The real “Baahubali” of the Indian film industry!

An epic battle movie, compared to American blockbuster 300, is set to become India’s most expensive film ever. But you know what, it isn’t a Bollywood flick! In fact, the Telugu film industry that is set to smash the record.

The two-part Baahubali, costing still a fraction of the budget of Hollywood blockbusters, is being made in the Telugu and Tamil languages for the ‘Tollywood’ and ‘Kollywood’ markets.

Its release shines a welcome spotlight on southern India’s film industries, which are often overshadowed by the glitz and glamour of the internationally-bankable Hindi-language Bollywood films.

Director SS Rajamouli said the movie, which eager moviegoers are also comparing to Hercules, will break the previous big-budget Indian film by a whopping $17 million.

Baahubali, literally meaning The One With Strong Arms in English, is laden with special effects and tells the fictional story of two warring brothers battling for control of an ancient Indian kingdom.

The opening part of the ambitious spectacle, Baahubali – The Beginning, is due for release on July 10, with the final instalment scheduled to hit screens next year.


Indian cinema produces films in 39 languages and dialects. Last year, 216 Bollywood movies were released, fewer than the 287 in Tamil and 255 Telugu films.

Bollywood is India’s biggest-grossing movie industry, accounting for $565 million in box office revenues in 2013 according to Deloitte. But Tollywood and Kollywood were not far behind, raising a total of $468 million, and despite their relative anonymity abroad have form when it comes to releasing big-budget blockbusters.

Baahubali will overtake the 2010 Tamil movie Enthiran (Robot), which cost an estimated Rs 1.5 billion ($23 million) to make, as Indian cinema’s most costly film so far.

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“There are still over a hundred days of shooting left, followed by post-production for the second part. The budget will definitely be over 250 crore rupees ($40 million) for both parts,” Rajamouli said.

“It’s the simple story of a father who has been back-stabbed, a mother who has been enchained for no wrong of hers and the story of a son who takes revenge. The two parts span two generations,” explained Rajamouli.

“It was challenging to get 1,000 soldiers into costume, with weapons and onto the location,” Rajamouli, whose previous hits include Magadheera  and Eega, said.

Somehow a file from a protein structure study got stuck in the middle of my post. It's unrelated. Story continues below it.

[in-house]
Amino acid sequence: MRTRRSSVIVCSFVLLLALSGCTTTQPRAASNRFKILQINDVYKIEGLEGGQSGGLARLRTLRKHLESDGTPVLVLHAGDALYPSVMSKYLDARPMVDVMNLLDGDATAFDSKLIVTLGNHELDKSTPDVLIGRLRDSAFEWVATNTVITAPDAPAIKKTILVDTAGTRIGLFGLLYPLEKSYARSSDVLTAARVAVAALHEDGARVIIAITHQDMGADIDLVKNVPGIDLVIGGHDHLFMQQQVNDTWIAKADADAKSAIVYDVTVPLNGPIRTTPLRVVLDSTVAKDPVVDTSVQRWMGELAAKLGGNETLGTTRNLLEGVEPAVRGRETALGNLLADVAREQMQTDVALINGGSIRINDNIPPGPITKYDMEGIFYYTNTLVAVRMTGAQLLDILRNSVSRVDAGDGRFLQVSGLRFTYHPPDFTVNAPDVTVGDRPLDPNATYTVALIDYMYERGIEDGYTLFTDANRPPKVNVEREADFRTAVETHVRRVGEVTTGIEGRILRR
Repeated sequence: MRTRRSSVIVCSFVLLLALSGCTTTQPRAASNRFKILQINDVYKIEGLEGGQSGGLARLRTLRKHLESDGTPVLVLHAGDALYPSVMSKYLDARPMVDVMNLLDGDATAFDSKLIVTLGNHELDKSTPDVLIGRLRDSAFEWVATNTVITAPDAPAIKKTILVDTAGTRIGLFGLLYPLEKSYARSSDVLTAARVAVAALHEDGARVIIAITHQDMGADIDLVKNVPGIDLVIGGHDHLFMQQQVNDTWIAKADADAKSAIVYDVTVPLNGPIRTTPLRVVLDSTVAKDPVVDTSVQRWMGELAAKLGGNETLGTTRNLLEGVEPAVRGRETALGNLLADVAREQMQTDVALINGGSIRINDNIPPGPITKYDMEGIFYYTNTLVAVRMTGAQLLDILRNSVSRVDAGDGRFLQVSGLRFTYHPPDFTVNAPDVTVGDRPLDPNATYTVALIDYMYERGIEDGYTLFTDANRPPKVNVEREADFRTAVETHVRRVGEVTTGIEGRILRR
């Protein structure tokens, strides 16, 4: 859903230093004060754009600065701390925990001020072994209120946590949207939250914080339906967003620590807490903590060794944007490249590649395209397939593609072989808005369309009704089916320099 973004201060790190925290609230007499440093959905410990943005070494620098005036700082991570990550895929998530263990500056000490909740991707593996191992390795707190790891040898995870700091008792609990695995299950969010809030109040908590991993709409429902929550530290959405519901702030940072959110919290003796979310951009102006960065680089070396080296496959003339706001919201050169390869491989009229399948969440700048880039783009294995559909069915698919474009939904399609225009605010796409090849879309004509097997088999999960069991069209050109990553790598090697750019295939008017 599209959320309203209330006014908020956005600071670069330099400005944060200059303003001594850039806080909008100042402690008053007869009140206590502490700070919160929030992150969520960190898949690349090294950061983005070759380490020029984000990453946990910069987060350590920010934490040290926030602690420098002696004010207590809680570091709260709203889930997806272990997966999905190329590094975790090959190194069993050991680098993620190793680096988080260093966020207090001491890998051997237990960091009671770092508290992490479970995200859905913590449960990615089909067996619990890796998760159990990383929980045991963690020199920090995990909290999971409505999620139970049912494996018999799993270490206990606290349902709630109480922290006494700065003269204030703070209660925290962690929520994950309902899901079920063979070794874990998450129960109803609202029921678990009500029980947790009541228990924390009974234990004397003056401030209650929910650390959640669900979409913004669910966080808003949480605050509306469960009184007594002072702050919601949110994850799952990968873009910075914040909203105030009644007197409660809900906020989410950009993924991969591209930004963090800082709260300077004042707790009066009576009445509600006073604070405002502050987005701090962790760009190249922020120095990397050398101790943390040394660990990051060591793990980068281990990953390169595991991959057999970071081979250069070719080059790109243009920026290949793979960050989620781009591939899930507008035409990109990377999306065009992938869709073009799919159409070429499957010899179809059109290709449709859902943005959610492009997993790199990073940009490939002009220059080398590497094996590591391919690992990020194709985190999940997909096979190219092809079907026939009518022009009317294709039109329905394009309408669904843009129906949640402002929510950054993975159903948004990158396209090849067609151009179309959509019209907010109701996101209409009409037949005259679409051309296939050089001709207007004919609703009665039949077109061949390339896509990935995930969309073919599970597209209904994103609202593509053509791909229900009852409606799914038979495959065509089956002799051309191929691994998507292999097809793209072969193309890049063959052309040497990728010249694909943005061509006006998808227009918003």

“We worked with 2,000 extras and about 500-600 technicians, horses, elephants and equipment. It was quite a task, but we managed,” added the Hyderabad-based director on a recent visit to Mumbai.

Shobu Yarlagadda, CEO of Arka Mediaworks and producer of Baahubali, said it was a calculated decision to release the film in two parts to help recoup production costs.

“So we decided to increase the budget some more and make it in two parts and in two languages, Tamil and Telugu, which are our main markets, to make it more viable,” said Yarlagadda.

Plotting and budget

There was nothing simple about the 42-year-old filmmaker’s ambitions for the project, however, with one battle scene taking four months to shoot. It constitutes about 20 minutes of the film.

Some 600 artists from 17 visual effects studios across India, South Korea and China have been involved in creating the film’s 4,500 visual effects and computer graphics.

The budget, however, is far off those in Hollywood where a blockbuster often costs more than $200 million to make, and a single film can rake in more than a billion dollars.

Baahubali, which has been three years in the making, stars Indian actors Prabhas, who generally goes by one name, Rana Daggubati and actresses Tamannaah Bhatia and Anushka Shetty.

It was almost entirely filmed in Hyderabad where the Telugu film industry is based. It will be dubbed into Hindi and the producers are also considering releasing a shorter version for international audiences.

Movie critics and fans, who have watched a short teaser released last month, say its vast battle scenes draw comparisons with 2006 hit movie 300, which starred Gerard Butler.


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